As we enter another presidential election year, policymakers, media and the public will increasingly focus on what the campaign and associated partisan jockeying in Washington indicate for the future of our economy and society.
But the most consequential decisions affecting American lives and livelihoods this year will be made in America’s cities, counties, regions and states. That’s because their leaders are developing action plans to deploy unprecedented levels of federal investment — nearly $4 trillion across the American Rescue Plan Act, Infrastructure Investment and Jobs Act, CHIPS and Science Act and Inflation Reduction Act, approved in 2021 and 2022.
Importantly, Washington isn’t making most of the decisions about how exactly these dollars will be spent. Instead, many provisions of these bills advance key national priorities — upgrading essential infrastructure, combating the effects of climate change, reshoring advanced manufacturing, training our workforce and reducing health, education and income disparities — by supporting the tailored efforts of local and state leaders.
Yet simply accessing the dollars will not guarantee that communities, and by extension the nation, deliver on these priorities. Without longer-term thinking and smart implementation, these investments risk becoming temporary surges in civic expenditure without lasting impact.
In our respective organizations’ work with communities around the country, we’ve spotted three key strategies that forward-thinking local leaders are using to leverage one-time investments into transformative outcomes.
First, local leaders are activating — or in some cases building — relationships across public, private and civic-sector actors to plan for, absorb and distribute federal investment wisely. While government agencies are often the ones to receive or apply for federal dollars, they must navigate personnel churn and political cycles that don’t coincide with federal spending deadlines. Broadening the coalition of designers and implementers can provide the needed ballast for long-term thinking and action.
Communities such as Fresno, Calif. have been developing this cross-sector implementation muscle for some time. Fresno DRIVE — a blueprint created by more than 150 community, civic and business stakeholders and stewarded by the Central Valley Community Foundation — integrates multiple strategic local initiatives that will be aided by new federal and state investment. Federal funds will enable a new research hub for agricultural technology and related support for small farmers and entrepreneurs, as well as the restoration of the city’s historic train depot for high-speed rail service. Taken together, these initiatives have the potential to make the region’s economy more globally competitive, resilient to climate change and inclusive by income and race.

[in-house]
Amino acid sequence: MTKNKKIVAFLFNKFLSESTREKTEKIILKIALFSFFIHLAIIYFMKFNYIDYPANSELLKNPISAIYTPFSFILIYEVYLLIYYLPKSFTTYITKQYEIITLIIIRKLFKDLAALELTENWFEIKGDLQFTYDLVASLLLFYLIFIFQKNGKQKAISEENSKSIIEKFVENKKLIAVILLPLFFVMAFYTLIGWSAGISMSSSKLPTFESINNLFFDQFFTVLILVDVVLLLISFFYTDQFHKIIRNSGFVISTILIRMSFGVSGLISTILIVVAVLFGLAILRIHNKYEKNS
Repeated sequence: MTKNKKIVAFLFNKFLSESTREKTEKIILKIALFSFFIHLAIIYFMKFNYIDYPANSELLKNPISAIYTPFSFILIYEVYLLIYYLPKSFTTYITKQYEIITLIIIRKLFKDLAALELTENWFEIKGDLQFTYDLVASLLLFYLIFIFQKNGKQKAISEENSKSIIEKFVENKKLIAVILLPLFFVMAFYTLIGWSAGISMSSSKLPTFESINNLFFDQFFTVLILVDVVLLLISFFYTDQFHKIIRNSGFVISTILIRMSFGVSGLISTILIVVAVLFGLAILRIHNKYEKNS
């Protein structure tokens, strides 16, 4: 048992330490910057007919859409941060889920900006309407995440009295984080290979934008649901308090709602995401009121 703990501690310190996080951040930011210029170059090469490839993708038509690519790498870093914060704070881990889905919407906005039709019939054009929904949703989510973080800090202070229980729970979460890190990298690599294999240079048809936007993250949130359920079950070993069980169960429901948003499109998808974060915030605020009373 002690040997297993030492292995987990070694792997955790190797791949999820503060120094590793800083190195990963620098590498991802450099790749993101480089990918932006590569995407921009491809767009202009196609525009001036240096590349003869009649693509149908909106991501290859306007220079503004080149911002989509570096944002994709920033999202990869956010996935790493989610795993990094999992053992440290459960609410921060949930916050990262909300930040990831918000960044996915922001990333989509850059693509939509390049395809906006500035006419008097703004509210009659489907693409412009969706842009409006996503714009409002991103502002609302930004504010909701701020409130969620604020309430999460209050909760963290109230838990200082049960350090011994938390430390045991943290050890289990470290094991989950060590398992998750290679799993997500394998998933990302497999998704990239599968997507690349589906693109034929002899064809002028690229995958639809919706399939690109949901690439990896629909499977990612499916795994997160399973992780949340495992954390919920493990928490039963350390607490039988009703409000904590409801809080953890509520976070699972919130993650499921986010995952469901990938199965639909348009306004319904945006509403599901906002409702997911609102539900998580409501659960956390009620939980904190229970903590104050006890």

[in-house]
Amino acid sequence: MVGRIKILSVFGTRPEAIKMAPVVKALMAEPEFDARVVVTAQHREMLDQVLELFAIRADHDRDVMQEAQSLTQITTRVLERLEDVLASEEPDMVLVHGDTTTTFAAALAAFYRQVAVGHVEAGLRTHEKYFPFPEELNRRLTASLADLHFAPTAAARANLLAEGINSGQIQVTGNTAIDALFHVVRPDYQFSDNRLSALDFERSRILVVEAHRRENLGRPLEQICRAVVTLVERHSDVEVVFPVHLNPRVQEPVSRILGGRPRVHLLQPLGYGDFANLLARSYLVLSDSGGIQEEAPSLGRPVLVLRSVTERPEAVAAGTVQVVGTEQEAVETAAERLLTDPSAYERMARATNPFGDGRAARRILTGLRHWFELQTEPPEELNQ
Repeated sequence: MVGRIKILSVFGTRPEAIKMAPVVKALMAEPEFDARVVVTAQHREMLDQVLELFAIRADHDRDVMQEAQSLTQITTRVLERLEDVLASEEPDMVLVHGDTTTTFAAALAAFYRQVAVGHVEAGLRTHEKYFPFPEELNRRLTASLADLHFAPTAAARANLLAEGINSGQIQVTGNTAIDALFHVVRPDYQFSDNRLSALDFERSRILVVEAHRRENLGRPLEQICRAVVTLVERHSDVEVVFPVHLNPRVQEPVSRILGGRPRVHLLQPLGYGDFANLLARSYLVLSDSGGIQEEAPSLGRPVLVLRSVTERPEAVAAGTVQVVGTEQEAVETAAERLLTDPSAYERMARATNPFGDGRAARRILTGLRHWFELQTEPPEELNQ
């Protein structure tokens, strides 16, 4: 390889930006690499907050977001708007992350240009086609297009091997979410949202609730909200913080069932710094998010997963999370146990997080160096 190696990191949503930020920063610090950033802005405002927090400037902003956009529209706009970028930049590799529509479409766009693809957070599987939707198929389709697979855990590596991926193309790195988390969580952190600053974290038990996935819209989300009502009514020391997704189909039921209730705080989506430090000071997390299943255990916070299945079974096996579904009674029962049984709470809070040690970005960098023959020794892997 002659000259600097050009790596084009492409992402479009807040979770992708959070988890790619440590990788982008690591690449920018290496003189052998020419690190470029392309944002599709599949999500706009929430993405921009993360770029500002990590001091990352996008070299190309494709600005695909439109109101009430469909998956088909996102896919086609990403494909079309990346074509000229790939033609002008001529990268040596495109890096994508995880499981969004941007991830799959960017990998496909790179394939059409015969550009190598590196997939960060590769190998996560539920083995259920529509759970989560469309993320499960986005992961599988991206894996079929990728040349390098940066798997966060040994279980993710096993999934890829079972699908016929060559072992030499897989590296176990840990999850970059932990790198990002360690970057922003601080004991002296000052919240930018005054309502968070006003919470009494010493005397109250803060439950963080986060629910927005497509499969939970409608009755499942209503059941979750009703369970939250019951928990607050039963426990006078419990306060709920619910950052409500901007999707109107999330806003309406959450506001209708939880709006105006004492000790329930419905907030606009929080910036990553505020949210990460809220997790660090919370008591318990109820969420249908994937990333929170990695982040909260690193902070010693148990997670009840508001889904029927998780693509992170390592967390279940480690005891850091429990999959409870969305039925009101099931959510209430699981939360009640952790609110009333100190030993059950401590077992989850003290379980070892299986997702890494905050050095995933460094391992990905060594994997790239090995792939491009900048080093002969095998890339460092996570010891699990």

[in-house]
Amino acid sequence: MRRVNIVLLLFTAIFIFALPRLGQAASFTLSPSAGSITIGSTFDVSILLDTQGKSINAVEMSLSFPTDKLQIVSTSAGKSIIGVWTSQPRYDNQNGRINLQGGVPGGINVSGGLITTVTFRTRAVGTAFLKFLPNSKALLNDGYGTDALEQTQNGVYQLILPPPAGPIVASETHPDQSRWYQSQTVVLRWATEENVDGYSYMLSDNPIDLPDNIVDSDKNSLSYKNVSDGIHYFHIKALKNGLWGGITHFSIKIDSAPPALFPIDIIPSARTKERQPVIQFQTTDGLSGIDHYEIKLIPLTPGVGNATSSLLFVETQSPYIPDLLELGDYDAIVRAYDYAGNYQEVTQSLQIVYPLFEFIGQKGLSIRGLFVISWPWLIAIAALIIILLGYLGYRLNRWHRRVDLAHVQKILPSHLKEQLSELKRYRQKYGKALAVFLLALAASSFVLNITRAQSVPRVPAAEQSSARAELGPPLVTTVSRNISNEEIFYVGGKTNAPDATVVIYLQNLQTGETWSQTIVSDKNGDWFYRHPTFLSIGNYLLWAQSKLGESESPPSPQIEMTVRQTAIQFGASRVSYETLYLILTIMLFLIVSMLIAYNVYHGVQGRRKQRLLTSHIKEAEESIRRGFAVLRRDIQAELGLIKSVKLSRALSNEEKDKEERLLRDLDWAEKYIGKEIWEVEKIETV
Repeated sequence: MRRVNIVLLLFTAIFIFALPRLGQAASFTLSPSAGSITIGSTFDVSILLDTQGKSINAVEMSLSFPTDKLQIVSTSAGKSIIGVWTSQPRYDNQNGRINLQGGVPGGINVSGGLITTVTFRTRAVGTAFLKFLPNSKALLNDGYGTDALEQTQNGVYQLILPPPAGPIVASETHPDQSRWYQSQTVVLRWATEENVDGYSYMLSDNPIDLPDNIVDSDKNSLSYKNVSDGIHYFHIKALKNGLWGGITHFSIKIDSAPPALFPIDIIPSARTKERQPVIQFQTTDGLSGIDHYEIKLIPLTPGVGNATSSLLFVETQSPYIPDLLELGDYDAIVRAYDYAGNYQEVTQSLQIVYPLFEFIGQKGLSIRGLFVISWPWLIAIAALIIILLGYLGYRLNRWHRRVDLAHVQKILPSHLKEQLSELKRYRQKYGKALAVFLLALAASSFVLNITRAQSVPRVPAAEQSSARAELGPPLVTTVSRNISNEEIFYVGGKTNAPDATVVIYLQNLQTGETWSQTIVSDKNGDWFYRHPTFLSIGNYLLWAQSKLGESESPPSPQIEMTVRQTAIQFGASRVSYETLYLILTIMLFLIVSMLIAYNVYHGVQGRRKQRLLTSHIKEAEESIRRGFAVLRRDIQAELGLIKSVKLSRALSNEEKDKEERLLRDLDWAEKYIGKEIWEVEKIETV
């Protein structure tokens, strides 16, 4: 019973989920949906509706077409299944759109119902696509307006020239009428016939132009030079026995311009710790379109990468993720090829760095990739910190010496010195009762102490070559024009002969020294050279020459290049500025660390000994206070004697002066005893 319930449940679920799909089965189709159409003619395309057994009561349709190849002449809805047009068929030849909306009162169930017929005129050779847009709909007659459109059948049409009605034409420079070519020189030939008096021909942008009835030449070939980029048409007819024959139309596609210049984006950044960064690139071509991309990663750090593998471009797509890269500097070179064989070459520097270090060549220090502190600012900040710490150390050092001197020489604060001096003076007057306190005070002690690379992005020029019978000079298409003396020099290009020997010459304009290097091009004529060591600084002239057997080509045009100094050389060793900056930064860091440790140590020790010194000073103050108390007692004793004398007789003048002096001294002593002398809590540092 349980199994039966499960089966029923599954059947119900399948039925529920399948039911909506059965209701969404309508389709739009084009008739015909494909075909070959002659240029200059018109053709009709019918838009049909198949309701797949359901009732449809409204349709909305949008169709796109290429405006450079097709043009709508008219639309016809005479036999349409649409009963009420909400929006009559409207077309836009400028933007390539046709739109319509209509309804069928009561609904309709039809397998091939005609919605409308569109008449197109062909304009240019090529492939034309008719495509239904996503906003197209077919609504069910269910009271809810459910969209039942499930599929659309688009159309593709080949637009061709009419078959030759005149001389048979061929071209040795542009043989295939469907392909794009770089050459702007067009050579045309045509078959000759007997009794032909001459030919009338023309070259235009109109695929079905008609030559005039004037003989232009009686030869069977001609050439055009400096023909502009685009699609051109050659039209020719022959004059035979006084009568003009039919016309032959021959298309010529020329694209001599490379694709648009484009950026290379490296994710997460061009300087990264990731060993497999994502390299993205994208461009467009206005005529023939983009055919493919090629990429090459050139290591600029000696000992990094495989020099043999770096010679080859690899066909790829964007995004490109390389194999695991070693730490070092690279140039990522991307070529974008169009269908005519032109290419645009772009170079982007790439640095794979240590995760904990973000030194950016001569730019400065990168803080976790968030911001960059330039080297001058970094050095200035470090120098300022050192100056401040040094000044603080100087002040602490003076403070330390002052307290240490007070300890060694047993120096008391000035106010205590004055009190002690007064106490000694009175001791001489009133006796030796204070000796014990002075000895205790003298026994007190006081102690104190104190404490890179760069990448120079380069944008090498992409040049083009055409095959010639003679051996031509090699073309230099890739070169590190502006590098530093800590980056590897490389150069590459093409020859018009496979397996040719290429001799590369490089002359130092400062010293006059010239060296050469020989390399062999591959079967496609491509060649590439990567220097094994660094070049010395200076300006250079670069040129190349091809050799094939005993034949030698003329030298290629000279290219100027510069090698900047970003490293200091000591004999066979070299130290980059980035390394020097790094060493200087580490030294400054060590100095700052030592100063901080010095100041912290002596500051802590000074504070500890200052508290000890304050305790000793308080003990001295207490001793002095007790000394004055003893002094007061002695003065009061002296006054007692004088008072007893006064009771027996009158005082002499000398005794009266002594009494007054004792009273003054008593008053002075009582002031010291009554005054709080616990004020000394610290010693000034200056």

Second, local leaders are “braiding” together multiple forms of capital, from various sources, to ensure that federal investments truly deliver for communities. Otherwise, dollars will tend to flow down the paths of least resistance, toward business-as-usual public works projects that meet the needs of political expediency but fail to advance equity or face down climate change.
Detroit, for instance, is using federal aid from the American Rescue Plan Act to create the 28-mile Joe Louis Greenway, which will encircle the city and run through some of its most historically disinvested neighborhoods. The city is paying to clear the right of way and lay the pavement. But this is more than a simple infrastructure project; the buildout is also engaging philanthropy, community banks, the state of Michigan, nonprofit sweat equity and other sources of creative capital to create inclusive and connected communities along the greenway that support new development without displacing longtime residents.
Third, local leaders are measuring and distributing risk strategically. Putting federal dollars to work in ways that grow the economy, reduce inequality and combat climate change — all within an aggressive set of expenditure deadlines — requires unprecedented ambition. Ambitious efforts entail risks: needed financing may not materialize, project partners may fail to deliver on time and on budget or economic, social and environmental returns may underperform.
Rather than the usual pattern in which the public sector and our most vulnerable citizens bear all the downsides of these risks, this moment obliges local stakeholders — public, private, non-profit, philanthropic — to collectively contribute to genuinely shared prosperity.
Central New York provides one example of what smart risk-sharing could look like.
In 2022, Micron Technology announced plans to invest up to $100 billion to build the nation’s largest semiconductor manufacturing facility in Syracuse — one of the nation’s most economically challenged cities. In exchange for generous state tax credits (and in anticipation of potentially even greater federal investment), Micron, the state and regional partners negotiated a Community Investment Framework. Through the framework, Micron is co-investing with the public sector to support diverse suppliers, education and workforce programs and community assets such as child care and early learning that will be critical to the long-term success of its investment and the region’s broader well-being.
The bigger, bolder outcomes that new federal investments make possible won’t happen in the next year, or even in the next presidential administration. But if local leaders can execute the strategic, patient, multisector work to leverage these dollars toward a better future for their communities, they will demonstrate the power of America’s unique federalist approach to solving our toughest challenges.
Rip Rapson is president and CEO of The Kresge Foundation. Alan Berube the interim vice president and director of Brookings Metro.
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